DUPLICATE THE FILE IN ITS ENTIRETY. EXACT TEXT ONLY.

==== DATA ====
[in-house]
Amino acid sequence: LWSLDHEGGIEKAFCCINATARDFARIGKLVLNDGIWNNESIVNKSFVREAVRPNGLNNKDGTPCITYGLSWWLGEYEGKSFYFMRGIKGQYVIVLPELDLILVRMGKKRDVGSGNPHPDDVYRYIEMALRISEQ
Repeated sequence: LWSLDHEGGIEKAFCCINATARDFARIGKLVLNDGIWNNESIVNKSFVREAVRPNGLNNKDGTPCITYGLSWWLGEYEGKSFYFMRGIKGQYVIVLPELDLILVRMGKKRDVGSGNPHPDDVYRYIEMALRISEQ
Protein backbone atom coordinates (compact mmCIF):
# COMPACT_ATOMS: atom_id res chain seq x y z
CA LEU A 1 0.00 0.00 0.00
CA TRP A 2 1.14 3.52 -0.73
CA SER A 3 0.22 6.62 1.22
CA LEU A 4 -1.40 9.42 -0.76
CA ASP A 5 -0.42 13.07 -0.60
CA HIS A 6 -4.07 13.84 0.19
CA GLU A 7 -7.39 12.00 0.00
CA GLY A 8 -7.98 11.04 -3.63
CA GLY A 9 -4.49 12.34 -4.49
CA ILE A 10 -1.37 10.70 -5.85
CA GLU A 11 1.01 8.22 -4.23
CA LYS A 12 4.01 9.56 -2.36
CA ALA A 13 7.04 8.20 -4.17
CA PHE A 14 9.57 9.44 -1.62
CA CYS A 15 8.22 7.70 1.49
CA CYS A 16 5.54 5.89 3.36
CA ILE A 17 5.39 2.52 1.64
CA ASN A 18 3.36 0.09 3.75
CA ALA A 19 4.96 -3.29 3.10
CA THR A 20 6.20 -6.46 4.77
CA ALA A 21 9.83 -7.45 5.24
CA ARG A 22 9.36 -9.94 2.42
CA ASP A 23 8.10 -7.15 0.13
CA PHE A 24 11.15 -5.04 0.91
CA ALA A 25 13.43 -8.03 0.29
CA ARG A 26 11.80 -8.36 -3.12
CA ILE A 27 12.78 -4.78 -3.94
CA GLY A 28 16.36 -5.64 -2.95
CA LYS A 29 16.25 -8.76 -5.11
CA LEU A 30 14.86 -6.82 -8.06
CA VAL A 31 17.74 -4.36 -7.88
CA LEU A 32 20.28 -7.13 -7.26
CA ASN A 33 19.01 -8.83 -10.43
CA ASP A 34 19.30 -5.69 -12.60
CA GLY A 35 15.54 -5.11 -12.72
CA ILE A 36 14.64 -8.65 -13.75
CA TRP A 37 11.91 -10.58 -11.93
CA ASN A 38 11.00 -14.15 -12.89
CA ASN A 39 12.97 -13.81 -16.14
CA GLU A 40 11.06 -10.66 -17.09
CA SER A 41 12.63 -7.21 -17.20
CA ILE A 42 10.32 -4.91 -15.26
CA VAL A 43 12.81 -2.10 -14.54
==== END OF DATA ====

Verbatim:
[in-house]
Amino acid sequence: LWSLDHEGGIEKAFCCINATARDFARIGKLVLNDGIWNNESIVNKSFVREAVRPNGLNNKDGTPCITYGLSWWLGEYEGKSFYFMRGIKGQYVIVLPELDLILVRMGKKRDVGSGNPHPDDVYRYIEMALRISEQ
Repeated sequence: LWSLDHEGGIEKAFCCINATARDFARIGKLVLNDGIWNNESIVNKSFVREAVRPNGLNNKDGTPCITYGLSWWLGEYEGKSFYFMRGIKGQYVIVLPELDLILVRMGKKRDVGSGNPHPDDVYRYIEMALRISEQ
Protein backbone atom coordinates (compact mmCIF):
# COMPACT_ATOMS: atom_id res chain seq x y z
CA LEU A 1 0.00 0.00 0.00
CA TRP A 2 1.14 3.52 -0.73
CA SER A 3 0.22 6.62 1.22
CA LEU A 4 -1.40 9.42 -0.76
CA ASP A 5 -0.42 13.07 -0.60
CA HIS A 6 -4.07 13.84 0.19
CA GLU A 7 -7.39 12.00 0.00
CA GLY A 8 -7.98 11.04 -3.63
CA GLY A 9 -4.49 12.34 -4.49
CA ILE A 10 -1.37 10.70 -5.85
CA GLU A 11 1.01 8.22 -4.23
CA LYS A 12 4.01 9.56 -2.36
CA ALA A 13 7.04 8.20 -4.17
CA PHE A 14 9.57 9.44 -1.62
CA CYS A 15 8.22 7.70 1.49
CA CYS A 16 5.54 5.89 3.36
CA ILE A 17 5.39 2.52 1.64
CA ASN A 18 3.36 0.09 3.75
CA ALA A 19 4.96 -3.29 3.10
CA THR A 20 6.20 -6.46 4.77
CA ALA A 21 9.83 -7.45 5.24
CA ARG A 22 9.36 -9.94 2.42
CA ASP A 23 8.10 -7.15 0.13
CA PHE A 24 11.15 -5.04 0.91
CA ALA A 25 13.43 -8.03 0.29
CA ARG A 26 11.80 -8.36 -3.12
CA ILE A 27 12.78 -4.78 -3.94
CA GLY A 28 16.36 -5.64 -2.95
CA LYS A 29 16.25 -8.76 -5.11
CA LEU A 30 14.86 -6.82 -8.06
CA VAL A 31 17.74 -4.36 -7.88
CA LEU A 32 20.28 -7.13 -7.26
CA ASN A 33 19.01 -8.83 -10.43
CA ASP A 34 19.30 -5.69 -12.60
CA GLY A 35 15.54 -5.11 -12.72
CA ILE A 36 14.64 -8.65 -13.75
CA TRP A 37 11.91 -10.58 -11.93
CA ASN A 38 11.00 -14.15 -12.89
CA ASN A 39 12.97 -13.81 -16.14
CA GLU A 40 11.06 -10.66 -17.09
CA SER A 41 12.63 -7.21 -17.20
CA ILE A 42 10.32 -4.91 -15.26
CA VAL A 43 12.81 -2.10 -14.54